BGS Rising Star Award: Daniel Davis

BGS Logo CMYKDaniel Davis is an SpR in Geriatric Medicine on the NW Thames Rotation, spending 50% of his research time as a Clinical Research Fellow at the MRC Unit for Lifelong Health and Ageing at UCL.

Daniel is the joint winner, alongside Roman Romero-Ortuno, of the BGS Rising Star Award 2015.

I have been a SpR in geriatric medicine since 2006, the longer route being through pursuit of an academic career alongside clinical training. My core interest is the relationship between delirium and/or acute illness and trajectories of cognitive decline in large population-representative studies. These are complex relationships which need a wide range of research, from the biological underpinnings through to the implications for health care policy.

The impact of delirium on trajectories of cognitive decline had not previously been investigated in population samples. I produced the first study to show that delirium is a strong predictor of dementia and cognitive decline in the general population. I also explored the pathological substrates of this association (from these studies’ brain donation programmes), demonstrating that delirium interacts with, but is distinct from, classical dementia pathology. These findings lead to new possibilities regarding the pathological correlates of cognitive impairment, positioning delirium and/or its precipitants as critically inter-related processes. This was funded by a Wellcome Research Training Fellowship at the University of Cambridge. The training in epidemiology and biostatistics has led to a wide range of other projects, including work on methods in diagnostic test accuracy studies in dementia (Cochrane Collaboration) and global surveillance of HIV drug resistance (World Health Organization).

For me, epidemiological research is a natural scientific counterpart for geriatric medicine, where careful measurement of cognitive and functional assessments can provide new insights into health and ageing at the individual and population levels. My current appointment is at the MRC Unit for Lifelong Health and Ageing. This research uses data from the NRC National Survey for Health and Development (the 1946 Birth Cohort), the world’s longest continuously running cohort study. I am actively involved with study management and design of future assessment schedules. This is an unrivalled opportunity to follow-up a generalisable population sample (all exactly the same age, 69 years) as they age, with the hope of understanding how life course factors lead to healthy ageing, or, functional and cognitive impairment.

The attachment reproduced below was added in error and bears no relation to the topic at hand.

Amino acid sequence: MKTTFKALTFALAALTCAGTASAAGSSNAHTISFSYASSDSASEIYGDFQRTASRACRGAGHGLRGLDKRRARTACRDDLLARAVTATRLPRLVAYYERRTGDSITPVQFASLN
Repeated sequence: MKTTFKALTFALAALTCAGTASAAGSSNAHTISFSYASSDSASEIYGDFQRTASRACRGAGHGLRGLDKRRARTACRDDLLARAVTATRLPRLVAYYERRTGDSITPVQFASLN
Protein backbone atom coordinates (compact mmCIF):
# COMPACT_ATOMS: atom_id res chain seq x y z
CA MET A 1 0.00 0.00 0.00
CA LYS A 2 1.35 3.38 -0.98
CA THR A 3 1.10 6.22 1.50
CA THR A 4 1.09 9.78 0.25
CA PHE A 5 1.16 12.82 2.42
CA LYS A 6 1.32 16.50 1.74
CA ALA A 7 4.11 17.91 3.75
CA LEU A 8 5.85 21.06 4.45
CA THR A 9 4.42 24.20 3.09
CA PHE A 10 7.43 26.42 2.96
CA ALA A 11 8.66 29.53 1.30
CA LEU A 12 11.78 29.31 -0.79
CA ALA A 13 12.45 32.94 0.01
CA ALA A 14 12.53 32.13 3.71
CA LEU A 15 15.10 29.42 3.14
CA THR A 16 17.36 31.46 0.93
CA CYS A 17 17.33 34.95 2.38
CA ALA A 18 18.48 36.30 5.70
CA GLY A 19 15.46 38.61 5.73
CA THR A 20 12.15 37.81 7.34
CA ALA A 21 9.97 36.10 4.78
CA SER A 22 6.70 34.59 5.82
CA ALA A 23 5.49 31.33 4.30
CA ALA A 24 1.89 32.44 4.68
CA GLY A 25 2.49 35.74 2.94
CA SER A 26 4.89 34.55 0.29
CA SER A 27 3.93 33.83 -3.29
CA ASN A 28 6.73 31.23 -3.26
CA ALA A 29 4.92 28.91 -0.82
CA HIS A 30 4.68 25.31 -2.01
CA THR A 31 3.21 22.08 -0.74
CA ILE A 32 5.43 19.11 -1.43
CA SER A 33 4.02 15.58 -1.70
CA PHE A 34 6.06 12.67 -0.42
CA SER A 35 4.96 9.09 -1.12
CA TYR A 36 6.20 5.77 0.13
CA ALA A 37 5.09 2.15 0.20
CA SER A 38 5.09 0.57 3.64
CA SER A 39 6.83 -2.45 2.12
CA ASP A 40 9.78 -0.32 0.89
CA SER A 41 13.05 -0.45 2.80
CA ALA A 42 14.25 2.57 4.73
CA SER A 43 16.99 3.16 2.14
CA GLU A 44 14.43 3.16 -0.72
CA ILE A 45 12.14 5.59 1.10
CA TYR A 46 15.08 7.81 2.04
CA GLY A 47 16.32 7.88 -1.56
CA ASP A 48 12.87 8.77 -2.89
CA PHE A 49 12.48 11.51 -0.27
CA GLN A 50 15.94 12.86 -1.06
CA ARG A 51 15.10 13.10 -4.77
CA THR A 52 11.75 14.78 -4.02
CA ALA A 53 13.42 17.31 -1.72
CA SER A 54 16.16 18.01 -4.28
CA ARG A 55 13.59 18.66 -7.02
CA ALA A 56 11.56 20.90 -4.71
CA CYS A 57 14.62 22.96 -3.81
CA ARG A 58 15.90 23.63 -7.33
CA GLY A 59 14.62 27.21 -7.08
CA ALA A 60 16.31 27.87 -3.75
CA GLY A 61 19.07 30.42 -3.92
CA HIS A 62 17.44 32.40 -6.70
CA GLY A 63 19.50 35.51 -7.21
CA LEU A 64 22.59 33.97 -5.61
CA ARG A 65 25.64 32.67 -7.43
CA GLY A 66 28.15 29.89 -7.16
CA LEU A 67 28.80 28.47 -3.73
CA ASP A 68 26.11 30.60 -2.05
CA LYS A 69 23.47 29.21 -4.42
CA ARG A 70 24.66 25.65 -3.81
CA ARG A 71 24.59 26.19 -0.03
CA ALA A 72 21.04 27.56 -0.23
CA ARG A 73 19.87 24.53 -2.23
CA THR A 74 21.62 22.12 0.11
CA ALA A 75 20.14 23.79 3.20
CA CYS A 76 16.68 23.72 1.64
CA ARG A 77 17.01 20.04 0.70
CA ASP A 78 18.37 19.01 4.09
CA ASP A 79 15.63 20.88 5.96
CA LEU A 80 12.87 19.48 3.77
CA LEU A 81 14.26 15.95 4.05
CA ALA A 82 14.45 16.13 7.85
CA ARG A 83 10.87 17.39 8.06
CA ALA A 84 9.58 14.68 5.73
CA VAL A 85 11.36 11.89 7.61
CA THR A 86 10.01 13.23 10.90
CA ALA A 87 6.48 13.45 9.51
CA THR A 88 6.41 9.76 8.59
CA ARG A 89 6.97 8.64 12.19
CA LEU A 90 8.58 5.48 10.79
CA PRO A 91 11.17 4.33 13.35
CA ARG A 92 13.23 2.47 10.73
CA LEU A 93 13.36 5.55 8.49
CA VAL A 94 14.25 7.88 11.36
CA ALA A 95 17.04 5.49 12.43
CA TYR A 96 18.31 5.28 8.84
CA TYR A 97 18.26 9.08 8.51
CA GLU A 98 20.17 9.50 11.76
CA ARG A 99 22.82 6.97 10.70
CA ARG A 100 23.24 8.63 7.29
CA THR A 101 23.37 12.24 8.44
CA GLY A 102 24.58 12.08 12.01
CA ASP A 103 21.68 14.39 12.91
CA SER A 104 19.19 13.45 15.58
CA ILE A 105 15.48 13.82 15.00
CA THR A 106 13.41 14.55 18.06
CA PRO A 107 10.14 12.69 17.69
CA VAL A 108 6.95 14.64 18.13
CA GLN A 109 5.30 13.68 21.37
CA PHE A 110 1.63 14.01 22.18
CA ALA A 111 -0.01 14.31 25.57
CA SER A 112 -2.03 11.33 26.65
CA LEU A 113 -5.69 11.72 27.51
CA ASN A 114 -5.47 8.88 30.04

I’ve been actively involved with the European Delirium Association, chairing the Scientific Organising Committee for the 10th Conference of the European Delirium Association in London in September 2015. This is being held in conjunction with the BGS Dementia and Related Disorders SIG, and King’s Health Partners. Work with the European Delirium Association is important to me as a means of generally promoting delirium research, education and policy.

The BGS has long been a great source of support; a medical student elective grant and SpR travel grant both contributed to career-changing experiences. Both locally and nationally, many of its members have offered mentorship and advice. Involvement in the Spring and Summer meetings have provided key opportunities for networking and scientific dissemination.

In the medium term, I am applying for Intermediate Fellowship/Clinician Scientist level grants. This would enable me to continue my population-based epidemiological research. The objective is to track cognitive and functional changes in older people longitudinally across care settings (primary, secondary, intermediate). This will describe the progression of impairments in older age and quantify how these trajectories may be punctuated by acute illness with/without incomplete recovery. There is potential for a large clinical impact given the increasing prevalence of these disorders. Eventually, the plan is to identify novel pathways from systemic illness to delirium and cognitive impairment, in epidemiological and clinical cohorts.

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